A while ago, a person approached me – referred by a mutual friend – with an idea for increasing the effectiveness of democracy. He thought that by using blockchain or similar technology, one could allow people to vote directly on issues that concerned them. One wouldn’t need a house of ‘representatives’. One could extend the same idea, he thought, from local issues to national issues. And the technology would ensure that nobody could forge a result.

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More Than Human

When people think of ‘soul’ or of ‘spirit’, they tend to think of these things – whether they realise it or not – as somehow ‘adding’ to their day-to-day self. If that latter is their heritage as a human being, then these added things are somehow ‘more than human’. The problem with this perception is not only that it is upside down, with respect to reality, but also that it leaves one with the impression that it’s ok not to be concerned with those things. After all, they are ‘add-ons’ that are not needed for ordinary life.

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Helping (and Teaching)

One of the points that the philosopher G.I. Gurdjieff took pains to put across is that we cannot actually ‘help’ another person. And as Idries Shah pointed out, that extends also to ‘teaching’. It’s not (just) that Man-in-quotation-marks cannot ‘do’; at the heart of both of these activities lies the motivation of another person, and that is something we simply cannot reach, let alone change.

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The Margins Of Life

There are some who, it could be said, live on the margins of life – or at least on the margins of society. Some of them accentuate the separation, by living in ‘wild places’; content that those who adore the tumbling mania of ‘normal’ social interactions don’t value the effort to visit such places. Some achieve their serenity by means of a mental isolation: either of their own making, or enforced by ‘the mainstream’. When you refuse to be an ally in the concerns of the mainstream – refuse to be manipulated to add force to this or that ‘side’ – you become less than human in the eyes of those who are identified with their quest: just an irritating gap in the flow of their thoughts.

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The word ‘noetic’ means ‘pertaining to or a product of reason’, where ‘reason’ is a general term for the way we think and solve problems (even when it’s more intuitive than rational). Whilst it’s a nice word to have in one’s mental vocabulary, it carries behind it an important implication. The world we perceive – or at least, of which we are cognisant – is one that is created in our minds. Even concepts like ‘God’ are noetic. They are built out of our experiences, and our attempts to make them rational.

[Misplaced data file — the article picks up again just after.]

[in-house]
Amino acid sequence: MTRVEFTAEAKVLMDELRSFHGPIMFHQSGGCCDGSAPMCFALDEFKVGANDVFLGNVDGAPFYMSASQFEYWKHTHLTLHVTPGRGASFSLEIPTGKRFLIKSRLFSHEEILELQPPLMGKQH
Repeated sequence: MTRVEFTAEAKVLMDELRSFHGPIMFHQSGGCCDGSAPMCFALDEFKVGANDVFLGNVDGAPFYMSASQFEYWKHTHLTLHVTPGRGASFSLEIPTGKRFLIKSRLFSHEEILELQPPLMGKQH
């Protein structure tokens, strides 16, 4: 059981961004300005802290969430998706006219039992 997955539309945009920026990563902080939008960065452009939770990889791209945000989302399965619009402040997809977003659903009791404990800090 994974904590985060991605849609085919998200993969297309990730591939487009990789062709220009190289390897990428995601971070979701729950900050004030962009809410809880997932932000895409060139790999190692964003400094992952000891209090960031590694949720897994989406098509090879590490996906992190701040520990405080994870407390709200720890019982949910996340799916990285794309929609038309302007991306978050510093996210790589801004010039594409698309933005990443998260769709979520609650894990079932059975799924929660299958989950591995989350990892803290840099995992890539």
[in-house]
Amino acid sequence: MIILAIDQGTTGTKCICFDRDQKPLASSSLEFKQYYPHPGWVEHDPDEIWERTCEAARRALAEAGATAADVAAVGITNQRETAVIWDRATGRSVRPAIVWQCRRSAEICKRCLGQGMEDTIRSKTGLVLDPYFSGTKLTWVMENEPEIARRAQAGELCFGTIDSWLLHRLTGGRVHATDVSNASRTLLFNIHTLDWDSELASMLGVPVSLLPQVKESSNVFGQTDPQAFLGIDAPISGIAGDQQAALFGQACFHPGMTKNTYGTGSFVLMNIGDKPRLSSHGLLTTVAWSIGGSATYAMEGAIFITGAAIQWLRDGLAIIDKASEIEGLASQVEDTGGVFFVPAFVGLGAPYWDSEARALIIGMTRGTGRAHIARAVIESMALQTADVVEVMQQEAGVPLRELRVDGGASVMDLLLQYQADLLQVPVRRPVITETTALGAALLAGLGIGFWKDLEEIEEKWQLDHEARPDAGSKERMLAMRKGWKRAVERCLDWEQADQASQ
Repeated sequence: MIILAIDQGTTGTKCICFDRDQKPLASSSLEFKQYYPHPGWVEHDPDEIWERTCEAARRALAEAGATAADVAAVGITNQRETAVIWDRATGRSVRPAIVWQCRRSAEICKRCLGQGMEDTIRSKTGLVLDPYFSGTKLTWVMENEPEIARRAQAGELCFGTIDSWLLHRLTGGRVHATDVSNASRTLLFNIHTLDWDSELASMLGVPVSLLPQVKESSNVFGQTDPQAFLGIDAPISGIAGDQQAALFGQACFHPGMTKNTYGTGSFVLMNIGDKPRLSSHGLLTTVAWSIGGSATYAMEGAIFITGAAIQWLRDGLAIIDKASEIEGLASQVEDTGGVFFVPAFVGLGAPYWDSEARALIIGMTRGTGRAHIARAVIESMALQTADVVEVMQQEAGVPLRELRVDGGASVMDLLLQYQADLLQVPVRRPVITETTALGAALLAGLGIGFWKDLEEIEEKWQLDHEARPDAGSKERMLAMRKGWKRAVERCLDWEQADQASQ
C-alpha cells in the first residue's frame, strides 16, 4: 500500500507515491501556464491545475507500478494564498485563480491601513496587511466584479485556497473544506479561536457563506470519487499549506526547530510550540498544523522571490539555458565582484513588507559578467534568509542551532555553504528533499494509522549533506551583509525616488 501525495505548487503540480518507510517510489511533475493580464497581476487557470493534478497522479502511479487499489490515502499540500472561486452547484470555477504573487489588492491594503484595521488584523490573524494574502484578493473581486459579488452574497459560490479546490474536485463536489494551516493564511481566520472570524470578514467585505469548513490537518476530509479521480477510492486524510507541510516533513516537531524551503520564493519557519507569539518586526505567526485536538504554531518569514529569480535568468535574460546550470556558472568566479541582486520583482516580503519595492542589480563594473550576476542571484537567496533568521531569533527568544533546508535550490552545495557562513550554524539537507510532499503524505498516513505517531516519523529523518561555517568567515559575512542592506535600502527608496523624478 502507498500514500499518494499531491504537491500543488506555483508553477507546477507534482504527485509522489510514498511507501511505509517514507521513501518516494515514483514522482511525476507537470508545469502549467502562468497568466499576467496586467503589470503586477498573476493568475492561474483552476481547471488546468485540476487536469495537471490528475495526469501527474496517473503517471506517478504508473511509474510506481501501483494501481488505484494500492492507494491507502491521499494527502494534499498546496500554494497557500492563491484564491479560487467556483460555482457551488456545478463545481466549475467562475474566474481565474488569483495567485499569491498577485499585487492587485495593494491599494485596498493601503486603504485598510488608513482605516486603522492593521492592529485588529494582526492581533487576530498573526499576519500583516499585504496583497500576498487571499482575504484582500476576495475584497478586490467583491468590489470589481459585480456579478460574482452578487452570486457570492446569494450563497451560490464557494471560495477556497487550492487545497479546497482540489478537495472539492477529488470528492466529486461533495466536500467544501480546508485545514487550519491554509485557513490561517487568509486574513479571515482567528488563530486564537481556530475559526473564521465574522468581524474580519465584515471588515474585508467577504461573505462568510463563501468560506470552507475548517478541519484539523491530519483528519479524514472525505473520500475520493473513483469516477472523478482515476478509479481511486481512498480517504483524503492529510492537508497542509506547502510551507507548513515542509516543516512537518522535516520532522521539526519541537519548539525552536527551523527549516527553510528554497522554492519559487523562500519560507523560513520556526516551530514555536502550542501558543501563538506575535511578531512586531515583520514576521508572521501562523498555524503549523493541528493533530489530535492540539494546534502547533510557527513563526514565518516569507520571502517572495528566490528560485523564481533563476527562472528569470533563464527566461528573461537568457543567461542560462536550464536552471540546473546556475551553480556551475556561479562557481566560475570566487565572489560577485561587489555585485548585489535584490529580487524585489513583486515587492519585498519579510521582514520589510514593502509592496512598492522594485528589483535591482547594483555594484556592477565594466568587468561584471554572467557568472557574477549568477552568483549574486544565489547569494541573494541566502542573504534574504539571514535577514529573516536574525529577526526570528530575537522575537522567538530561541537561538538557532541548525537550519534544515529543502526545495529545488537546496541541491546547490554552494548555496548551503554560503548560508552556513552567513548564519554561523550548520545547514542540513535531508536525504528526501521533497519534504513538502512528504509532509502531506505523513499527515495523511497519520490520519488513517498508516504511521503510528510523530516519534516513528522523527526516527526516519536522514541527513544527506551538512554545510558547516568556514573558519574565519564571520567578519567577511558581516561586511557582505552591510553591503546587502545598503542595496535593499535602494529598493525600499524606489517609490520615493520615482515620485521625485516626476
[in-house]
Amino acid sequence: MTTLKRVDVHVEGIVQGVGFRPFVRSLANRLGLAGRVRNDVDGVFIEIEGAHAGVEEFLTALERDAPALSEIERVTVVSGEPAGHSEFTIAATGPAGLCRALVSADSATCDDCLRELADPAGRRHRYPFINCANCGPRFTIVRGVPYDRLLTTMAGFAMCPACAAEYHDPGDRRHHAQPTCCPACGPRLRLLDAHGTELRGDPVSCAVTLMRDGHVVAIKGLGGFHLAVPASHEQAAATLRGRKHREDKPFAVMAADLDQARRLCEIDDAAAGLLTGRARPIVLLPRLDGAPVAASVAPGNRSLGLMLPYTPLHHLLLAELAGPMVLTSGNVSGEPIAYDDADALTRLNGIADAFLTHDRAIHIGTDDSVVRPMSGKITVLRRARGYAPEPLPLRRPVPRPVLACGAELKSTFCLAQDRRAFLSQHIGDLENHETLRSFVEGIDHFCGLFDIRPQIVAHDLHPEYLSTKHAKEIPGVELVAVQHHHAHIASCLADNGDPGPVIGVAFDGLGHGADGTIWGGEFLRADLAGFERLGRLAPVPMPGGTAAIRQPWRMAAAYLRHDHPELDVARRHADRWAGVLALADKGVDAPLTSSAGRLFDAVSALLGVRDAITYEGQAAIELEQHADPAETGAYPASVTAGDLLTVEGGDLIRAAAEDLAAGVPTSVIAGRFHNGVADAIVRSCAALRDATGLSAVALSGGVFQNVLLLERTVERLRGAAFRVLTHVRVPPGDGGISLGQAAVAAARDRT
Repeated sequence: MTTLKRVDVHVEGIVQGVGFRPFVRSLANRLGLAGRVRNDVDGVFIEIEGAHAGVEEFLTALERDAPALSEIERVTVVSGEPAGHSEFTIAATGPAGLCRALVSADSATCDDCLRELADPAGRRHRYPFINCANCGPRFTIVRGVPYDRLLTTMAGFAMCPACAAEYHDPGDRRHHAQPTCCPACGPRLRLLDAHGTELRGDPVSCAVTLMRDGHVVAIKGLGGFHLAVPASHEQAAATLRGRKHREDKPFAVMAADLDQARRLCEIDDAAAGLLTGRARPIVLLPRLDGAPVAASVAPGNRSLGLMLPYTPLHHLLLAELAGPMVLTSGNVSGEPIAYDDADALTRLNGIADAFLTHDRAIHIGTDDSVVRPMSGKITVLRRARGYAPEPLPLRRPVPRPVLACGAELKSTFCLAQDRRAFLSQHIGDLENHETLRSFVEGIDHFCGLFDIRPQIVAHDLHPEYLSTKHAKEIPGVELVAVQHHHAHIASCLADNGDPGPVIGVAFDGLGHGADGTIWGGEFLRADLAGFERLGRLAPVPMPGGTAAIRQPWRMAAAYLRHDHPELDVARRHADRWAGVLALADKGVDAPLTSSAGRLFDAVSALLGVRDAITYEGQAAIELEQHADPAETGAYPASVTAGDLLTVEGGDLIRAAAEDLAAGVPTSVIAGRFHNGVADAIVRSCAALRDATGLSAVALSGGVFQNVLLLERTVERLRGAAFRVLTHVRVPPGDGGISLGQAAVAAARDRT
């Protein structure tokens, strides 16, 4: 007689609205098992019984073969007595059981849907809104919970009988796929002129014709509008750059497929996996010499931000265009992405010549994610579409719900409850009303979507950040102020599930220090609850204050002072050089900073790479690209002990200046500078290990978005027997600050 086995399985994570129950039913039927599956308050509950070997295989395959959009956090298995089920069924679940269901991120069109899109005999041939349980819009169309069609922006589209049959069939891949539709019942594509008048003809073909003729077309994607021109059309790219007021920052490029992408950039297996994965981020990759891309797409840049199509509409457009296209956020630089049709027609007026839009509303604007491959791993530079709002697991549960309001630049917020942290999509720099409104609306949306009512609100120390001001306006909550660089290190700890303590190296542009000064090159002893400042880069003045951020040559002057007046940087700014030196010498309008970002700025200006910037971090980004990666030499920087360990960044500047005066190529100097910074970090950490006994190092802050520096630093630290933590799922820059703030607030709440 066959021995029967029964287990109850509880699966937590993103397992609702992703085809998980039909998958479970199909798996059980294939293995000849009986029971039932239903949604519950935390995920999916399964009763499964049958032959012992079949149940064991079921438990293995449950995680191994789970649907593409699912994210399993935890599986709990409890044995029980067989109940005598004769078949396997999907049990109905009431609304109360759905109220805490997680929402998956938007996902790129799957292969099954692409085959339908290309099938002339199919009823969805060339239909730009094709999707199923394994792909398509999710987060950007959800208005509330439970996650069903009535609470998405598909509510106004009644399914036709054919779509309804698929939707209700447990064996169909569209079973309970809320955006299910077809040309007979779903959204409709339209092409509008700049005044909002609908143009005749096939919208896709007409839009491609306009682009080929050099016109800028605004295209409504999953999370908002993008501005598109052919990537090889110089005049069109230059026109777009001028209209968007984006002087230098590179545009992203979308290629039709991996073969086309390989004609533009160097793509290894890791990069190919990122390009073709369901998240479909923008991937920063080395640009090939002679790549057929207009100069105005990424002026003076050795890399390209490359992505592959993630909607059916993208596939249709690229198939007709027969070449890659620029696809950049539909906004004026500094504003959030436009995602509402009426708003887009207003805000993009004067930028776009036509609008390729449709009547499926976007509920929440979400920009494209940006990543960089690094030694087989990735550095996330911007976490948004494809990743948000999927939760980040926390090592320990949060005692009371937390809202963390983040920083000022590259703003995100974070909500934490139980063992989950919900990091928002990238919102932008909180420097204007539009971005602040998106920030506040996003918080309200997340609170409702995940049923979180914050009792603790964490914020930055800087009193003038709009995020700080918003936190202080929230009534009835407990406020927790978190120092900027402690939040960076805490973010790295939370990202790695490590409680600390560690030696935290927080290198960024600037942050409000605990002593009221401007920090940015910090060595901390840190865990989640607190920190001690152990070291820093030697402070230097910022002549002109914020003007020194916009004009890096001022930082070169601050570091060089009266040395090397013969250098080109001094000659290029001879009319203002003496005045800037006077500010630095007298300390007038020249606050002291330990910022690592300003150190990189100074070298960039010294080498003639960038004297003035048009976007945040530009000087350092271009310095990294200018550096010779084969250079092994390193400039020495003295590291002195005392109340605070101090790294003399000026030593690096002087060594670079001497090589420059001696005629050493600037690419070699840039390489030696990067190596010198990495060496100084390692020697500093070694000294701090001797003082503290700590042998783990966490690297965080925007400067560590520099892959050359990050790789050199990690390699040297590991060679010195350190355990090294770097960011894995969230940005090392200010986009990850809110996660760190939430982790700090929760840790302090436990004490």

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A Better Life

A great many people – perhaps all, at the outset – approach a search for ‘spirit’ as they would for a pair of shoes. It’s to be expected. There is an idea that some contact with, or improved understanding of, this vague thing ‘spirit’ will lead to one becoming a better person: more equipped for life, or maybe more prepared for death. And exactly the same is true for a pair of shoes. The problem – if you’ll forgive me for calling it such – is that we start off seeing everything in life as something to be used. All except ourselves, of course.

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One of the points of parting between Freud and Jung was in how to represent the totality of the functioning of the psyche. For Freud, there were three elements: the Ego (our normal, waking mind), the Id (our unconscious desires and fears) and the Super-Ego (the self-image that we aspire to make real, but never expect to reach). For Jung, both of the last two elements were jumbled together: he thought that even the Id was comprised of self-images that we aspire to make real; that the dark and the light were merely opposite sides of the same archetype, and their relative manifestation depends only on whether we are drawn to the dark or to the light.

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Many Mansions

I have written before that the sacred texts of the world’s religions often contain elements of real truth, albeit overlaid with centuries of interpretation, and sometimes just ‘wishful thinking’. In all of the major traditions, too, there is a blending of ideas that were sloshing around for centuries, even before they were written down. Every time a prophet came, to renew the messages, those who believed were motivated to pass on their teaching: their new interpretation.

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All of our attachments have their origin in some form of pain: at first real (though not necessarily physical) but then mostly imagined. They are ‘habits of hope’, where that hope is the flip side of the fear of recurrence of that which once hurt us. If we want to unwind our attachments, and become free from their mechanical ‘pull’ on our psyche, we have to return to their origin: to the pain that caused the fear of recurrence.

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What Am I?

This question is one that I asked as I began to explore the inner world that, hitherto, had been ‘me’. There were two, clear reasons for asking it. First, there is a Fourth Way exercise called “I Am”; it involves drawing into one’s awareness all that responds to the word “I”, and then making that ‘common presence’ more vibrant – more present – with the word “Am”. Second, I was noticing that a lot of the “I” came with baggage: stuff that I had adopted from my experiences.

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